After 20 years and 43 floats, I finally ran into a fellow soloist, an ICBM rocket scientist from Tucson. He wasn't much of a rafter and was on the water primarily to stash food for his trans-canyon hikes without having to exit for re-supply. This was his second trip alone. The first time he flipped three times, got pinned under water at Harding, and was twice separated from his vessel for some days. He did a little better this time. His food pack was 40# of cabbage, 20# apples, 20# carrots, 5# oatmeal, miso, and 12 cases of beer. No ice. I tip my hat to this interesting character. He couldn't find his car at South Cove until someone drove down there from Meadview to show it to him in the parking lot.
Here's an aerial view of Iceberg, Sandy Point, and the South Cove takeout.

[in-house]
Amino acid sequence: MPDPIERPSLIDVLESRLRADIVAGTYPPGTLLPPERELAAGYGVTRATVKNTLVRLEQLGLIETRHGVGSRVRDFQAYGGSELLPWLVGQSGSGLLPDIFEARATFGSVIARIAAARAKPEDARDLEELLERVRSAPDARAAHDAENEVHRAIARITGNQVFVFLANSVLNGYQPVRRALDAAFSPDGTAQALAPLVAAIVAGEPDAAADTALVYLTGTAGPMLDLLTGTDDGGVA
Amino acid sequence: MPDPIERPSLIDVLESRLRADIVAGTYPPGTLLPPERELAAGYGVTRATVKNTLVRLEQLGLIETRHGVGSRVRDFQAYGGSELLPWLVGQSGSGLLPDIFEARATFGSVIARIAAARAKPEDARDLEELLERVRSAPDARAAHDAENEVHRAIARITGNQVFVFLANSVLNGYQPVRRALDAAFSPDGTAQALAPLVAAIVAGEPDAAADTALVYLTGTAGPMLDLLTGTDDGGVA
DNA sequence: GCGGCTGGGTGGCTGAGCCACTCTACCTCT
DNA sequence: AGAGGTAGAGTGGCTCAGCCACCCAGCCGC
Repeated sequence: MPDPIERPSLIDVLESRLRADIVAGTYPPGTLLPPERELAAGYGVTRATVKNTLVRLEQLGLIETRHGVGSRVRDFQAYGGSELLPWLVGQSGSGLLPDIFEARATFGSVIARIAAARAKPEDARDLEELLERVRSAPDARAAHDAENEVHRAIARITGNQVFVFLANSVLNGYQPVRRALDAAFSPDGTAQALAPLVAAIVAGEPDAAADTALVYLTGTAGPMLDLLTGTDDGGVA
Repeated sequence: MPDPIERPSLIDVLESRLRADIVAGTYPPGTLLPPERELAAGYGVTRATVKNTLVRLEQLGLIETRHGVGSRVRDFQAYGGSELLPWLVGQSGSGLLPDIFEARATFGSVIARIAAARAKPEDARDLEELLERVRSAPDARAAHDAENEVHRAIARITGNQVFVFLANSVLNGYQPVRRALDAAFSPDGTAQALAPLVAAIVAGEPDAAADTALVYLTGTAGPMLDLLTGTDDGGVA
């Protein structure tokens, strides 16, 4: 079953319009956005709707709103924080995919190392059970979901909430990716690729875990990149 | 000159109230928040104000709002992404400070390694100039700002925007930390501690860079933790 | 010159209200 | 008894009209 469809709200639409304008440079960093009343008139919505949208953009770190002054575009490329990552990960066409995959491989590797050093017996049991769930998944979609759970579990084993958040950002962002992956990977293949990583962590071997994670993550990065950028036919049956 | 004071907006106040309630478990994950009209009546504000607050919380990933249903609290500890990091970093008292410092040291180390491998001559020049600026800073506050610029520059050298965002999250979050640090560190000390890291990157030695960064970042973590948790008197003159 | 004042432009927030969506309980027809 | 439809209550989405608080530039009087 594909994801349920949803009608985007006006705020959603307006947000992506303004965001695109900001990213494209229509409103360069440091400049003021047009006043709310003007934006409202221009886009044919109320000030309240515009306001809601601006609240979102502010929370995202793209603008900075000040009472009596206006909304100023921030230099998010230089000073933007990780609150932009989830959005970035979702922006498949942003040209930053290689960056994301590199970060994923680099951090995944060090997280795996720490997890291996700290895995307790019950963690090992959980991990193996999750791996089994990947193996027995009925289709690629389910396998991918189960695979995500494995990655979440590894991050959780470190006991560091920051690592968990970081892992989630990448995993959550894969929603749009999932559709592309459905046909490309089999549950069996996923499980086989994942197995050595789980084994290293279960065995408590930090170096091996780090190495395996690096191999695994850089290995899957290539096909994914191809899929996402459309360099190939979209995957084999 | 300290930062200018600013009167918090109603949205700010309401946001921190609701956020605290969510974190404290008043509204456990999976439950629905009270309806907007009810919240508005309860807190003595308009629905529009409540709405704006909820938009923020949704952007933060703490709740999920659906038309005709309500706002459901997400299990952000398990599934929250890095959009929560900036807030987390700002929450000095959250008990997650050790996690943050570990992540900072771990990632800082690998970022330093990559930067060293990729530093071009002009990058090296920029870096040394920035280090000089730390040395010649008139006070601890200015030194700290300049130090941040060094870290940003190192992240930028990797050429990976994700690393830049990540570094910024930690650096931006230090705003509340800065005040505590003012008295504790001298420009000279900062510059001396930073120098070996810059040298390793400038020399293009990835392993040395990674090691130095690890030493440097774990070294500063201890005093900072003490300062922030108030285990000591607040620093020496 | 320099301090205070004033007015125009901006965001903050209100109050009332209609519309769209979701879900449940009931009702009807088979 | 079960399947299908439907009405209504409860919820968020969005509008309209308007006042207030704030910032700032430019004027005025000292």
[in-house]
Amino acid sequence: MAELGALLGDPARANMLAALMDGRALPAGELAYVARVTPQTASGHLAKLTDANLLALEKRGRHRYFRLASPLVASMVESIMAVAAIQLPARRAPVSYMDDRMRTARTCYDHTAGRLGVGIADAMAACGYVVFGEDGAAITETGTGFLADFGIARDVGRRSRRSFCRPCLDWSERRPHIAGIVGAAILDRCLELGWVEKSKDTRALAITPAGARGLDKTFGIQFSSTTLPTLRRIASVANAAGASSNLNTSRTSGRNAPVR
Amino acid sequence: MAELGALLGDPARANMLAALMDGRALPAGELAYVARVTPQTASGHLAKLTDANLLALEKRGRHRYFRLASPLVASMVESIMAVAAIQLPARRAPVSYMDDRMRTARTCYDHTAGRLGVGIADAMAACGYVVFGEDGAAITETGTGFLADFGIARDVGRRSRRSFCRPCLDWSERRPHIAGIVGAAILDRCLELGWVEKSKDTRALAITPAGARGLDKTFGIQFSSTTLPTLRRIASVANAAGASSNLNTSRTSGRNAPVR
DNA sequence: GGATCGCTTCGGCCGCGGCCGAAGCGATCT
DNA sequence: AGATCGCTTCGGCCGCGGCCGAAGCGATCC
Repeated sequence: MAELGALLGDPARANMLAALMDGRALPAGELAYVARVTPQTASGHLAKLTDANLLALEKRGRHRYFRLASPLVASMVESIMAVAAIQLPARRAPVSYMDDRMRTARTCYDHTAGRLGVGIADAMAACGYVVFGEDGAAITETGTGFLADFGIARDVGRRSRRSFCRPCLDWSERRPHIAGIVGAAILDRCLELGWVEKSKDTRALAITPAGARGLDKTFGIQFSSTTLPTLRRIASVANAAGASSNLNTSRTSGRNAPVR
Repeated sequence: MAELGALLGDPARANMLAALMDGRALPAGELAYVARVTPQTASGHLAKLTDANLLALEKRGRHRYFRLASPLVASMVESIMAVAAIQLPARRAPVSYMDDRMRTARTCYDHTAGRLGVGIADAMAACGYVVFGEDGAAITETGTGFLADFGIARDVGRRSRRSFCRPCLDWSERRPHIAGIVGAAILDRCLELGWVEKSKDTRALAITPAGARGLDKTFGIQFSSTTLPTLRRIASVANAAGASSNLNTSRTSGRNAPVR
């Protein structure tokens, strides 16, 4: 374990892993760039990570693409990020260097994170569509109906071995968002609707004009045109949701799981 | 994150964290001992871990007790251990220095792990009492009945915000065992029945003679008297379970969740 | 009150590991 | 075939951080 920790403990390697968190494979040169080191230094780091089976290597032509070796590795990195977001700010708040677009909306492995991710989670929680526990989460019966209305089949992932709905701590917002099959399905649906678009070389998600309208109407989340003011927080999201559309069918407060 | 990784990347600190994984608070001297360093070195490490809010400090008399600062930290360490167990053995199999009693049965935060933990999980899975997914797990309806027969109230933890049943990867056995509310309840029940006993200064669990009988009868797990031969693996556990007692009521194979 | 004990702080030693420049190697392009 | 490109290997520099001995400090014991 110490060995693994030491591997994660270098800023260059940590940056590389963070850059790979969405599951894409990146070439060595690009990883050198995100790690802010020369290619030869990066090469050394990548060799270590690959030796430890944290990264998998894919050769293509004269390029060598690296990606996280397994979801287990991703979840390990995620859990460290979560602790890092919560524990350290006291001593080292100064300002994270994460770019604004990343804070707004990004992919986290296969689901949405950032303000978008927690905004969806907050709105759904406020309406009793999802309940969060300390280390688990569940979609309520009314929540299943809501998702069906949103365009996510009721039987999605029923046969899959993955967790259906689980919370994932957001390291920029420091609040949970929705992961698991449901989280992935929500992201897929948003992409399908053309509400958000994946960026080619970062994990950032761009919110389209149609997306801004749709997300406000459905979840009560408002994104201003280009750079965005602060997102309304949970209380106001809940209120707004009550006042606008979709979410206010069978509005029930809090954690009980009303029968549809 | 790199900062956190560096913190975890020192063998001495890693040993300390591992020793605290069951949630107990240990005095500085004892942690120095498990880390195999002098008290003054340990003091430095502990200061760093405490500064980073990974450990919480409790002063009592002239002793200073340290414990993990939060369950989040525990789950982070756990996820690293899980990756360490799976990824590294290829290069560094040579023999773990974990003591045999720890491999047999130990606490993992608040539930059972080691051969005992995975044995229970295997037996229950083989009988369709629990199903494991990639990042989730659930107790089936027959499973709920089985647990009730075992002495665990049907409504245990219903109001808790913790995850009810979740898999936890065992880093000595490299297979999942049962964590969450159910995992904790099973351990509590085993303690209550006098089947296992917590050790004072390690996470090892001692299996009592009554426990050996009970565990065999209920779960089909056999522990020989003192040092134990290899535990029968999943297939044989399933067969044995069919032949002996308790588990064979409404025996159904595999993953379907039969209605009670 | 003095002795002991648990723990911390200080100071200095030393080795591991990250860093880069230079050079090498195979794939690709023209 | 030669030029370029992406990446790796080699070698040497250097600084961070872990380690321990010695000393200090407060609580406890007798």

I found a very nice knife in the gravel at the camp across the street from Kanab. If you lost one there and can show me an internet photo of it or properly describe it, it's yours again. I would like to return this nice piece of steel.
Solo number eight is now complete after a long six year stretch away from it. I had a clean run of the whitewater, managed a few images, and carried on down there in my usual childish way. As always it was peak life adventure, poised on the edge of survivability. I hope your trip goes well too.
Carpe the carp, Bruce